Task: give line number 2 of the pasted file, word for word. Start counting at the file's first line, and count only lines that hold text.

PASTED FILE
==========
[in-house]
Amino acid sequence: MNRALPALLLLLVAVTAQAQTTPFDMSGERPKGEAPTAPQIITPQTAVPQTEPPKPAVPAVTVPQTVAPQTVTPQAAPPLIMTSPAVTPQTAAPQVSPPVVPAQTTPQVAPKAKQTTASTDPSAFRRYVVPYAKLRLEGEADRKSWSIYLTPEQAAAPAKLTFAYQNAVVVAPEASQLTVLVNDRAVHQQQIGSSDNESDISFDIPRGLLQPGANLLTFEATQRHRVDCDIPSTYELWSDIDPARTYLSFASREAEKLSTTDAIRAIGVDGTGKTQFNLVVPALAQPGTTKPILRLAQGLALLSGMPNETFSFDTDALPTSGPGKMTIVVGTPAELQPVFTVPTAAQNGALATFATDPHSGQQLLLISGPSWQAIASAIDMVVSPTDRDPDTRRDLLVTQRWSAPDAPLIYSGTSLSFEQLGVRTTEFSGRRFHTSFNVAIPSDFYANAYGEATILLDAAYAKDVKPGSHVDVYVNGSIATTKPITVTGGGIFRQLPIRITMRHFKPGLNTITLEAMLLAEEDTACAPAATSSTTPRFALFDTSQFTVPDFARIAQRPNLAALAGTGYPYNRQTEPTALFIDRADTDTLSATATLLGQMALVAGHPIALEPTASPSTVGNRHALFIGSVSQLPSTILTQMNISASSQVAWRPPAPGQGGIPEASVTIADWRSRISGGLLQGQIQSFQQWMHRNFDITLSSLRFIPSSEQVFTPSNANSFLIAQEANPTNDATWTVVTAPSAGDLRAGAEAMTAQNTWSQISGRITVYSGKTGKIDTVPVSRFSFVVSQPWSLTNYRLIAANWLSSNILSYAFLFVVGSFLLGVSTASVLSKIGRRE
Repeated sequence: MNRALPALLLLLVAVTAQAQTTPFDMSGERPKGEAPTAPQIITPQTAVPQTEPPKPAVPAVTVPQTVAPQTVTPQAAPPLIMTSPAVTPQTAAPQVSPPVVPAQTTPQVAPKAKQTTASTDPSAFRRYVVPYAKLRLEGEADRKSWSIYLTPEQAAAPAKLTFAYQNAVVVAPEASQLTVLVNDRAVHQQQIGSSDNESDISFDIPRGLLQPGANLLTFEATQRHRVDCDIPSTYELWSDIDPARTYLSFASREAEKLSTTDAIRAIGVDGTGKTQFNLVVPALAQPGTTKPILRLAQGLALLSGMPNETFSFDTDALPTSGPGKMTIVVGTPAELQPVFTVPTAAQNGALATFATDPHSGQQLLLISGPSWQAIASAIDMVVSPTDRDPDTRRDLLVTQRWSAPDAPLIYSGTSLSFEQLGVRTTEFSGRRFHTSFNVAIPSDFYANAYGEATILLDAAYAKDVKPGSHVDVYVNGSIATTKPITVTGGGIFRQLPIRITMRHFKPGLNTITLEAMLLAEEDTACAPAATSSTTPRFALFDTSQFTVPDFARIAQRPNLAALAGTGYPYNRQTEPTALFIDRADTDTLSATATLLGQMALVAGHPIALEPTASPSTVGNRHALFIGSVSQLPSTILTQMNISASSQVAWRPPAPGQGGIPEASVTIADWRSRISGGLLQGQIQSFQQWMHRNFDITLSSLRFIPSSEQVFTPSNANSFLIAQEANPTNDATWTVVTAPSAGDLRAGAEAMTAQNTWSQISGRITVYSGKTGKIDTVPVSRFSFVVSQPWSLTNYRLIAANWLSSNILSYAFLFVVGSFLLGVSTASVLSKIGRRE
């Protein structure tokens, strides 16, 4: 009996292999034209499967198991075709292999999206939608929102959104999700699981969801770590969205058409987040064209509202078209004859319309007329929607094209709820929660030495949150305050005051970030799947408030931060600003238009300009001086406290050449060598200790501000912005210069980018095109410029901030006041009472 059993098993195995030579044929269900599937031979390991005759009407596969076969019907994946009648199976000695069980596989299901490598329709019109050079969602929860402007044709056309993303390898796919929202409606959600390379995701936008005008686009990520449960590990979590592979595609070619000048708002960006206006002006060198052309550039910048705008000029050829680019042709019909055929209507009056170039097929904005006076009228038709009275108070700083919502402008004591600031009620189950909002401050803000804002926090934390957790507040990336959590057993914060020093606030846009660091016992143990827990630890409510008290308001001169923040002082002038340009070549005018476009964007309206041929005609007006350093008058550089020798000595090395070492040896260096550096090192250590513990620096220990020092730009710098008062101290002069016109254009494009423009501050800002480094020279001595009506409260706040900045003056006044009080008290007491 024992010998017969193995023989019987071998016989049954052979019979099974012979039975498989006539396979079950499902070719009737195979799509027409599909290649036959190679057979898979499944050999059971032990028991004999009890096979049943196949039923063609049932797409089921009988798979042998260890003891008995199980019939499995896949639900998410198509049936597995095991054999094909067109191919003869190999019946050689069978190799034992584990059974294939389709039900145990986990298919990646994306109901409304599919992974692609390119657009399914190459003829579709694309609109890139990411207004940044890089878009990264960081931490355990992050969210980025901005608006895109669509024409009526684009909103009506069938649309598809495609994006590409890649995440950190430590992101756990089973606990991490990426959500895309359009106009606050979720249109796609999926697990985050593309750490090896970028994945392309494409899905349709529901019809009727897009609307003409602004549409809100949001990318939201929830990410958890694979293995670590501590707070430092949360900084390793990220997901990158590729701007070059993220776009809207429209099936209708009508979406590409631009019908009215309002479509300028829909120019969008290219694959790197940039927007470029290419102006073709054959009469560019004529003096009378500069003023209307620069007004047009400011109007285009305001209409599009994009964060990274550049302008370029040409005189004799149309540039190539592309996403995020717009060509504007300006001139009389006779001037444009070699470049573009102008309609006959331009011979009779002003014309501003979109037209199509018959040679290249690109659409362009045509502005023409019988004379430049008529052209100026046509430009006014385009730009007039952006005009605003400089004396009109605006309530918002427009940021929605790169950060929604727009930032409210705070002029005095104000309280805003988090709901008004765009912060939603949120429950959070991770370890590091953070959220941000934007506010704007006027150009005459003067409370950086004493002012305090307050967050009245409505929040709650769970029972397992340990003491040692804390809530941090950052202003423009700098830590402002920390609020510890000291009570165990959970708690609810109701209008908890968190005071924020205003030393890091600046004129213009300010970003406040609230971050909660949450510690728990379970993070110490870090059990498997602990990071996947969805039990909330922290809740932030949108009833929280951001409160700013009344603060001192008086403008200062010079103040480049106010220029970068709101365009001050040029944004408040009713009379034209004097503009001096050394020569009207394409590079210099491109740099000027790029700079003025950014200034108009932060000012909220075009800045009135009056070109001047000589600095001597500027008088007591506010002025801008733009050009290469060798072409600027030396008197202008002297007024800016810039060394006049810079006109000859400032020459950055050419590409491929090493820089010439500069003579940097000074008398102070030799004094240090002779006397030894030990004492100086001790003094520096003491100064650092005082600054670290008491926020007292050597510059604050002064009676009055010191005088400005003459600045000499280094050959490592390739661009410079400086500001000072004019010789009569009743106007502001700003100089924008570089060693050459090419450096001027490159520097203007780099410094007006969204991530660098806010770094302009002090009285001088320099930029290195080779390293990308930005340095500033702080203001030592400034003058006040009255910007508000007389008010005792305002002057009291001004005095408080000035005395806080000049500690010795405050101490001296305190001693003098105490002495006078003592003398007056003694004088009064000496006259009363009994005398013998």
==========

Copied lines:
Amino acid sequence: MNRALPALLLLLVAVTAQAQTTPFDMSGERPKGEAPTAPQIITPQTAVPQTEPPKPAVPAVTVPQTVAPQTVTPQAAPPLIMTSPAVTPQTAAPQVSPPVVPAQTTPQVAPKAKQTTASTDPSAFRRYVVPYAKLRLEGEADRKSWSIYLTPEQAAAPAKLTFAYQNAVVVAPEASQLTVLVNDRAVHQQQIGSSDNESDISFDIPRGLLQPGANLLTFEATQRHRVDCDIPSTYELWSDIDPARTYLSFASREAEKLSTTDAIRAIGVDGTGKTQFNLVVPALAQPGTTKPILRLAQGLALLSGMPNETFSFDTDALPTSGPGKMTIVVGTPAELQPVFTVPTAAQNGALATFATDPHSGQQLLLISGPSWQAIASAIDMVVSPTDRDPDTRRDLLVTQRWSAPDAPLIYSGTSLSFEQLGVRTTEFSGRRFHTSFNVAIPSDFYANAYGEATILLDAAYAKDVKPGSHVDVYVNGSIATTKPITVTGGGIFRQLPIRITMRHFKPGLNTITLEAMLLAEEDTACAPAATSSTTPRFALFDTSQFTVPDFARIAQRPNLAALAGTGYPYNRQTEPTALFIDRADTDTLSATATLLGQMALVAGHPIALEPTASPSTVGNRHALFIGSVSQLPSTILTQMNISASSQVAWRPPAPGQGGIPEASVTIADWRSRISGGLLQGQIQSFQQWMHRNFDITLSSLRFIPSSEQVFTPSNANSFLIAQEANPTNDATWTVVTAPSAGDLRAGAEAMTAQNTWSQISGRITVYSGKTGKIDTVPVSRFSFVVSQPWSLTNYRLIAANWLSSNILSYAFLFVVGSFLLGVSTASVLSKIGRRE